6:11 PM
 | 
Jun 28, 2018
 |  BC Innovations  |  Tools & Techniques

QT replacement plan

How stem cell-based assays could help fix the problem with clinical QT testing

FDA has completed validation of a preclinical assay system that could replace clinical QT testing, a move it hopes will lower development costs and reduce false alarms of arrhythmia risk.

The question for drug developers is when the new tests will be required for all IND submissions, and how long they’ll have to be performed on top of existing QT testing.

The assay is the result of five years’ work on the Comprehensive In Vitro Proarrhythmia Assay (CiPA) initiative, which came out of a 2013 FDA-led meeting of stakeholders to discuss technologies that could eliminate the need for thorough QT (tQT) studies.

The CiPA initiative was led by FDA’s Division of Cardiovascular and Renal Products and the Health and Environmental Sciences Institute (HESI), and involved a precompetitive consortium of drug companies, CROs, academics and regulators.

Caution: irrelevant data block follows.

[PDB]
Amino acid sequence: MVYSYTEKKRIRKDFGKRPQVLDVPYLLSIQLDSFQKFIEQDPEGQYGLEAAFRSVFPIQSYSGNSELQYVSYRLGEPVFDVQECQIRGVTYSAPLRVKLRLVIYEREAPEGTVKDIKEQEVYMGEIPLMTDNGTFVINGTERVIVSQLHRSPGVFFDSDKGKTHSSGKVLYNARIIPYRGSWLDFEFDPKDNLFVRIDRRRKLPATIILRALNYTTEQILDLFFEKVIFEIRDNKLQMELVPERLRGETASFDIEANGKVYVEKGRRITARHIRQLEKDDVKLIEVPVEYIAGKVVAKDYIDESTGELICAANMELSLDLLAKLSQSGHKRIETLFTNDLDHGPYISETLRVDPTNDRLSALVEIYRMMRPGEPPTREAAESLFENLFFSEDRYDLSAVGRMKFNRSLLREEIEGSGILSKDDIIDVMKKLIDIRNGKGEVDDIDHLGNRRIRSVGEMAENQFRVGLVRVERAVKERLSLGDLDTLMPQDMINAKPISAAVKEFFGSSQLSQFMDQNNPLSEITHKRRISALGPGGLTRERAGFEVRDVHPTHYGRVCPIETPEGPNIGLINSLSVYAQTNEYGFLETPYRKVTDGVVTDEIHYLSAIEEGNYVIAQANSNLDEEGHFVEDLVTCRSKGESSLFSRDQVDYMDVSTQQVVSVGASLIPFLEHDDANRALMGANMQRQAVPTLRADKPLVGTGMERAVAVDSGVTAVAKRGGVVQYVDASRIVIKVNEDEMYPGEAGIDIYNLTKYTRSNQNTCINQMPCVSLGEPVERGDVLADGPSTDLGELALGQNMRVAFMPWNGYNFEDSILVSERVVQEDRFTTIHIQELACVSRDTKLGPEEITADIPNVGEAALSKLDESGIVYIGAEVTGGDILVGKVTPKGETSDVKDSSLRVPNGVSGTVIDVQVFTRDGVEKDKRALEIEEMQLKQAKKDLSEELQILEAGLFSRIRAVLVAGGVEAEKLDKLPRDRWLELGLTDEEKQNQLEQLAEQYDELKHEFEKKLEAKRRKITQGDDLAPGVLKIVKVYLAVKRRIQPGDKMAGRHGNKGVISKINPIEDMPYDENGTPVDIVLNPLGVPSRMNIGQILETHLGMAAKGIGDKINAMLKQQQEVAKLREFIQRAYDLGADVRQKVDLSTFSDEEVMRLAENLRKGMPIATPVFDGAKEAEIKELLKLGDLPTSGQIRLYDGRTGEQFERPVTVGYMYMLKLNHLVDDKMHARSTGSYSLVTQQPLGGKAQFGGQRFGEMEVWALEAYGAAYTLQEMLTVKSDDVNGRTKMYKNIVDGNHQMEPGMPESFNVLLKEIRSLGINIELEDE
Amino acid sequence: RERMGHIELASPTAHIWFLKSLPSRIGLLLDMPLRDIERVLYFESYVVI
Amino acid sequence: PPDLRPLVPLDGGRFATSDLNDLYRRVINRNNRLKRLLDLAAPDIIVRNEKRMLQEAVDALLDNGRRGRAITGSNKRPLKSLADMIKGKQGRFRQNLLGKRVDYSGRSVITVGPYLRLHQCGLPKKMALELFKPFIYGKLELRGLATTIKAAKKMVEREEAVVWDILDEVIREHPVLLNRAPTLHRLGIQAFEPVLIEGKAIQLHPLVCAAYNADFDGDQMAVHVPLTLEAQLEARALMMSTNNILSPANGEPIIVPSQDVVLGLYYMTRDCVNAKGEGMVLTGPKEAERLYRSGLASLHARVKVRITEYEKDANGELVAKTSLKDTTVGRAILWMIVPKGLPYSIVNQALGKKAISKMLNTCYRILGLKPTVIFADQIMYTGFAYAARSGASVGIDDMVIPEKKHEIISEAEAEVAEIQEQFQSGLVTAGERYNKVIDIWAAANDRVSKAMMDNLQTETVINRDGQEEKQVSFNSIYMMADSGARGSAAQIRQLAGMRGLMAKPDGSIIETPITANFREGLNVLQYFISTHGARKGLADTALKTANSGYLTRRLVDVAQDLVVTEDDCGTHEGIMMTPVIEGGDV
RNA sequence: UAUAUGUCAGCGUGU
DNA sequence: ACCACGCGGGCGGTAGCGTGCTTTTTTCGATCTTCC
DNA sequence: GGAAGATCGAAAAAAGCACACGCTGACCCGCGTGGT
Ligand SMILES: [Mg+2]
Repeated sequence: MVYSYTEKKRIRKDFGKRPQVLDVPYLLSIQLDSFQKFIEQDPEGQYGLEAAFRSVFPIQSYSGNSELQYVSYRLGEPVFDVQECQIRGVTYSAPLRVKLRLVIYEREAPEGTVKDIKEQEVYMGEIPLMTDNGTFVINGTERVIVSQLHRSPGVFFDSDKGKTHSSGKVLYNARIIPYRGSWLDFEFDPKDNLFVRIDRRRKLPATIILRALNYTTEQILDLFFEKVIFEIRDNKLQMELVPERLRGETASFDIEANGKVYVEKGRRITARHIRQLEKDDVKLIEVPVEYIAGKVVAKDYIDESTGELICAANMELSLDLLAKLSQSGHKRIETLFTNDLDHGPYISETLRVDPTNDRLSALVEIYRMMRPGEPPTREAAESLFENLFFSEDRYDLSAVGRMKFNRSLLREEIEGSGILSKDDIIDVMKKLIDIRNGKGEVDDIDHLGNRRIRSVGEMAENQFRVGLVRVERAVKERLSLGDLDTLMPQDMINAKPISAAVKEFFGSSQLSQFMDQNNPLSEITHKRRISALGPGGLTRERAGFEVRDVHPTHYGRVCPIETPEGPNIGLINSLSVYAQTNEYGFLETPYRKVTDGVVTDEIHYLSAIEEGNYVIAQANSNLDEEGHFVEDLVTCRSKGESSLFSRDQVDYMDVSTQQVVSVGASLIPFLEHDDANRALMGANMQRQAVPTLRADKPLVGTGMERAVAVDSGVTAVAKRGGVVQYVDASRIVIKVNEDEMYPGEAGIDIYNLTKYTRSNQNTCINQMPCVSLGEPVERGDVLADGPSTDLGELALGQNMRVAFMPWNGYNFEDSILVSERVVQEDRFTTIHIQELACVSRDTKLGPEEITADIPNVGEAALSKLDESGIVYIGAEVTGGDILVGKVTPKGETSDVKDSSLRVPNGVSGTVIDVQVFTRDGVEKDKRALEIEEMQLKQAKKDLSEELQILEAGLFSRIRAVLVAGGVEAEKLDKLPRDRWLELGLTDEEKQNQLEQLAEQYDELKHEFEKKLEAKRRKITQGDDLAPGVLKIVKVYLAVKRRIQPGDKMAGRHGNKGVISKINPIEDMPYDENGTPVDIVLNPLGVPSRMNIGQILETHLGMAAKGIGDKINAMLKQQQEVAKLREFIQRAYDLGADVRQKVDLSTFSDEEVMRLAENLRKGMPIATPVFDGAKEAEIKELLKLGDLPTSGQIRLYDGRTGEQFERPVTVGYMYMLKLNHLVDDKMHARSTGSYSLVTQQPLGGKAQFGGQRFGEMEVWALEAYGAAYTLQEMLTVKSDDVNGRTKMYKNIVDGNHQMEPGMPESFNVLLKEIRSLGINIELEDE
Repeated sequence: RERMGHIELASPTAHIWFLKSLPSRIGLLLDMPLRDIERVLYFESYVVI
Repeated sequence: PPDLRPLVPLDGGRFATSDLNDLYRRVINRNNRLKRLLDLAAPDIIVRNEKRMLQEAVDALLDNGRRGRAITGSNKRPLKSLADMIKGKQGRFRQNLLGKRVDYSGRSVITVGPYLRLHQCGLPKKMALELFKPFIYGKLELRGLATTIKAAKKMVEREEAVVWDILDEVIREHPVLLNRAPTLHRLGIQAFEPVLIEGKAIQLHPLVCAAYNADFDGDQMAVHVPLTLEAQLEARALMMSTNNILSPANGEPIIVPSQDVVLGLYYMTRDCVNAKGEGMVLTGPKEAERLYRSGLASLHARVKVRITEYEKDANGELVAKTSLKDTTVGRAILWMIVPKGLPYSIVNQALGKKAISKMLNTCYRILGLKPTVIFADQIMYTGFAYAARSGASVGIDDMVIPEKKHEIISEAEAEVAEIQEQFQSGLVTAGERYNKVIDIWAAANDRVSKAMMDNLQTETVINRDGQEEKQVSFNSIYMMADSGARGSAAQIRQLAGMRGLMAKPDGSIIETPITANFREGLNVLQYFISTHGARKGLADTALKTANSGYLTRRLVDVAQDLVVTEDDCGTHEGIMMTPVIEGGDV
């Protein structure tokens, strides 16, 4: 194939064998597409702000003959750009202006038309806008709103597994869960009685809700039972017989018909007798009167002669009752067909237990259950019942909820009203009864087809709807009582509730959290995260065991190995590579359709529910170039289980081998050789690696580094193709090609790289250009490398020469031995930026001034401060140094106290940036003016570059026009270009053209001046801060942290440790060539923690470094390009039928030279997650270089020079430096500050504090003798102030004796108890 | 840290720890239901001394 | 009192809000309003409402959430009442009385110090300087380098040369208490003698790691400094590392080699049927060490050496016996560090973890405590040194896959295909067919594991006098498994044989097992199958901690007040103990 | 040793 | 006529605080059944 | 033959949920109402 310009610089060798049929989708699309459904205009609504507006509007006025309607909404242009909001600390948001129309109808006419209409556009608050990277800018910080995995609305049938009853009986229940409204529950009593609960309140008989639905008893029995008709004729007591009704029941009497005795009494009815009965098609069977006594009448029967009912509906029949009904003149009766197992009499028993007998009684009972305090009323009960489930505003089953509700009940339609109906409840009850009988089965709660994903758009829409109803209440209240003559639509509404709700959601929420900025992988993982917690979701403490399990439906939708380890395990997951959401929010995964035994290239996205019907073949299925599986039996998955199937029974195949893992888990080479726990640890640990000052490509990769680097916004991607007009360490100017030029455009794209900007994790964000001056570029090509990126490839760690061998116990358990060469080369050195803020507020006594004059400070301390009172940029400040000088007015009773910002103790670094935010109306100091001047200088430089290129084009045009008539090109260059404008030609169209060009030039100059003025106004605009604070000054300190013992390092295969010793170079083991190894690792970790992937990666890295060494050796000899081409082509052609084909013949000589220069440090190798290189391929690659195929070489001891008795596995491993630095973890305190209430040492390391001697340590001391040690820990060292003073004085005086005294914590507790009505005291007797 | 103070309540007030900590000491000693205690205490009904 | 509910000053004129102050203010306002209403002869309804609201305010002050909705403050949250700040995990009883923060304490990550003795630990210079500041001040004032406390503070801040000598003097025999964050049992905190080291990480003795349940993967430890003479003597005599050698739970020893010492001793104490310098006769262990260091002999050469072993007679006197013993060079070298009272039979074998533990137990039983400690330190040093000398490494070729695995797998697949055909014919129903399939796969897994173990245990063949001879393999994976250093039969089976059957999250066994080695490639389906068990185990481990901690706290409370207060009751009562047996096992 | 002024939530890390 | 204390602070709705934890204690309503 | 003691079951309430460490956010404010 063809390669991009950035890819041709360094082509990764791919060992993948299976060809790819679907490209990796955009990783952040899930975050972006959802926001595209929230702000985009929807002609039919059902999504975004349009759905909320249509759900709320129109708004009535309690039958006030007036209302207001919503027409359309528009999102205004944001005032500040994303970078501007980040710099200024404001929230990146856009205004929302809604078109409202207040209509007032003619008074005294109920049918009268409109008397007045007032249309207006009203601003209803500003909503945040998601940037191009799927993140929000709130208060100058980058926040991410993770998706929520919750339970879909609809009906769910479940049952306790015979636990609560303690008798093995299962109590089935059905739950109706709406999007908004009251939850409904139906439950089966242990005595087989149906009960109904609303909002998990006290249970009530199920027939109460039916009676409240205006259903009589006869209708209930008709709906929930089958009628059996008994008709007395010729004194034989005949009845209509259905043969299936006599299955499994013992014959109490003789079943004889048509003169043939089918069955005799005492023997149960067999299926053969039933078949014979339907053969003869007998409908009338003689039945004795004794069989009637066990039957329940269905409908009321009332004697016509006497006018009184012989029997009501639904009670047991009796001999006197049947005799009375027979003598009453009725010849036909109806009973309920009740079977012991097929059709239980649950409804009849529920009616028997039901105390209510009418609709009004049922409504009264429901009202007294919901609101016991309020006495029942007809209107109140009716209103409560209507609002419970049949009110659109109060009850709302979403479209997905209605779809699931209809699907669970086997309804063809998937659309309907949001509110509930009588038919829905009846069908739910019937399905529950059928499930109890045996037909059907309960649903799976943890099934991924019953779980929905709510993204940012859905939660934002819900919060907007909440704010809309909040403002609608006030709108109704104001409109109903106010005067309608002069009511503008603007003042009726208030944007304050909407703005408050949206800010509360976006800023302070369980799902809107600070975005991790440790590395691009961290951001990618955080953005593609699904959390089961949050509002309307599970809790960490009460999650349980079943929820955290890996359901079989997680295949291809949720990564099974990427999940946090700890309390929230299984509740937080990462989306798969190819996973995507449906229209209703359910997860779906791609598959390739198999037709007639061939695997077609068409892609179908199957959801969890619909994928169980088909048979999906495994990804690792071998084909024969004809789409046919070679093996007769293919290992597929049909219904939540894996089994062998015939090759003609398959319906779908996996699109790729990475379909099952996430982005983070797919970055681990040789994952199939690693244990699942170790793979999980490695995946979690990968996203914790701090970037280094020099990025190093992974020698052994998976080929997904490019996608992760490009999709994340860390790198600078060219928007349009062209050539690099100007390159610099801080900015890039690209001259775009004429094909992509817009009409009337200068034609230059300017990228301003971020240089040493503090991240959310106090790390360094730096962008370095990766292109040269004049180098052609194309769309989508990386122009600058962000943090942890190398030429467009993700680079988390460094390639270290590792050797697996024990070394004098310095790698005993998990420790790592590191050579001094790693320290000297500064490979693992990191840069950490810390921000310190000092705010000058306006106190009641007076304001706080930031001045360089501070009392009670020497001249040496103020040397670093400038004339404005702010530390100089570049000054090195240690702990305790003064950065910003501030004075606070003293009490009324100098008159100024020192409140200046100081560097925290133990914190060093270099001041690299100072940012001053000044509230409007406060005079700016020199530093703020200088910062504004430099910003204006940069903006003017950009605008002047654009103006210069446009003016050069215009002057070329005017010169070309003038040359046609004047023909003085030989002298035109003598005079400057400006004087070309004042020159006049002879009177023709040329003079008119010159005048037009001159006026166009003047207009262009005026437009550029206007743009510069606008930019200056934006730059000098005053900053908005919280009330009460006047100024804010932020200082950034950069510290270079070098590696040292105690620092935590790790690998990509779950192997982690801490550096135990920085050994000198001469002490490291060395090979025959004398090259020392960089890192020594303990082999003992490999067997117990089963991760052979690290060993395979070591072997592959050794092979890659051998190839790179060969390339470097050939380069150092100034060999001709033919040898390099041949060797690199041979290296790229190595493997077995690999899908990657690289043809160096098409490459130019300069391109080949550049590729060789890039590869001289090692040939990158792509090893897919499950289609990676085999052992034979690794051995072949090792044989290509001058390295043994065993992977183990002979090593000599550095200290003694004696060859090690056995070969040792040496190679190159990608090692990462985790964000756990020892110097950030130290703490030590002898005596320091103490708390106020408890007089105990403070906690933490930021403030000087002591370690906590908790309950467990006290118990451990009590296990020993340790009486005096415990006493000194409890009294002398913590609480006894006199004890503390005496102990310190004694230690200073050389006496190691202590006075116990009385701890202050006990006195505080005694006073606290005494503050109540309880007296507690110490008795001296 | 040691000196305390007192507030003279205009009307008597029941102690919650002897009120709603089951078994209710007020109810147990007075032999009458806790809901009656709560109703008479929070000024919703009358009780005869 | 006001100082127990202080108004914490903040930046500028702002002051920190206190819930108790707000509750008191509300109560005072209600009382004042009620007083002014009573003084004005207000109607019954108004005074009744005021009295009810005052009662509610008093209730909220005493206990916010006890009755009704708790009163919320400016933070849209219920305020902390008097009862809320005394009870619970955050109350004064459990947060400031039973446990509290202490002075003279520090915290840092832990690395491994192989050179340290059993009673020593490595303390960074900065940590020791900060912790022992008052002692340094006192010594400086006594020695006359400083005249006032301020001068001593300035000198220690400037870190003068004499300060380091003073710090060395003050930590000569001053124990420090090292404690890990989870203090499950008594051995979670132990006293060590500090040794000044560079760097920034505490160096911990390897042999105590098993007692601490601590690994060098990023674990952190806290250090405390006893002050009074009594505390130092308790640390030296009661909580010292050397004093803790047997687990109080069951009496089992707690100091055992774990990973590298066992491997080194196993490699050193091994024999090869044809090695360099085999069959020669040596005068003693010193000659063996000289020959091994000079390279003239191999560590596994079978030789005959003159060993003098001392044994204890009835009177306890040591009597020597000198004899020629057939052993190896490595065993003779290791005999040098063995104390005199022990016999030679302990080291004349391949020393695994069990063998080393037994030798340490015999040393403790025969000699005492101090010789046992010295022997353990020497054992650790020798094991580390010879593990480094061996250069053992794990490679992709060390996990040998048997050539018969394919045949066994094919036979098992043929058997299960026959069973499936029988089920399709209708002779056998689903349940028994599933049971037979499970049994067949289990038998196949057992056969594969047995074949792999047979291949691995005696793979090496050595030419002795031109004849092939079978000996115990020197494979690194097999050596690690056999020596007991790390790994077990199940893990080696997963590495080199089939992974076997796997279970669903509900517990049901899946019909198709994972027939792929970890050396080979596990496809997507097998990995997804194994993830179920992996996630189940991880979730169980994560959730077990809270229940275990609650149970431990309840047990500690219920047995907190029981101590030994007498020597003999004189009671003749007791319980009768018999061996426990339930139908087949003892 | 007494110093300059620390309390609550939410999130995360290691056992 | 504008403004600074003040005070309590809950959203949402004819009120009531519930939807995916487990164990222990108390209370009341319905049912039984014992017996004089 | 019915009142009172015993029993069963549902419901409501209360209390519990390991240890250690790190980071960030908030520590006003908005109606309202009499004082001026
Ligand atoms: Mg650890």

“This new cellular assay is being introduced across all drug programs, across all FDA divisions, and we plan to have it replace the old QT study requirements.”

Scott Gottlieb, FDA

In remarks to the U.S. House Subcommittee on Agriculture, Rural Development on April 17, FDA Commissioner Scott Gottlieb described the new assay system as “a faster, less expensive and more accurate method to screen drugs for this safety issue,” referring to QT prolongation, and said the system will become incorporated into the regulatory pathway for drug development.

“This new cellular assay is being introduced across all drug programs, across all FDA divisions, and we plan to have it replace the old QT study requirements,” said Gottlieb. “FDA will recommend the use of this new QT method in a new guidance for drug sponsors,” he added. He did not give a timeline.

FDA introduced tQT studies in 2005 as one of multiple solutions to a rash of 14 drug withdrawals caused by arrhythmia deaths in the ‘90s and early 2000s. The studies use electrocardiograms (ECGs) to assess arrhythmia risk early in clinical development and inform decisions about whether and how to proceed to Phase III testing.

But concern began to build that tQT testing, despite being highly sensitive, was not sufficiently specific and was producing false positives that were killing promising drug candidates and leading to unwarranted warnings on labels.

The CiPA initiative was designed to find ways of replacing tQT with in...

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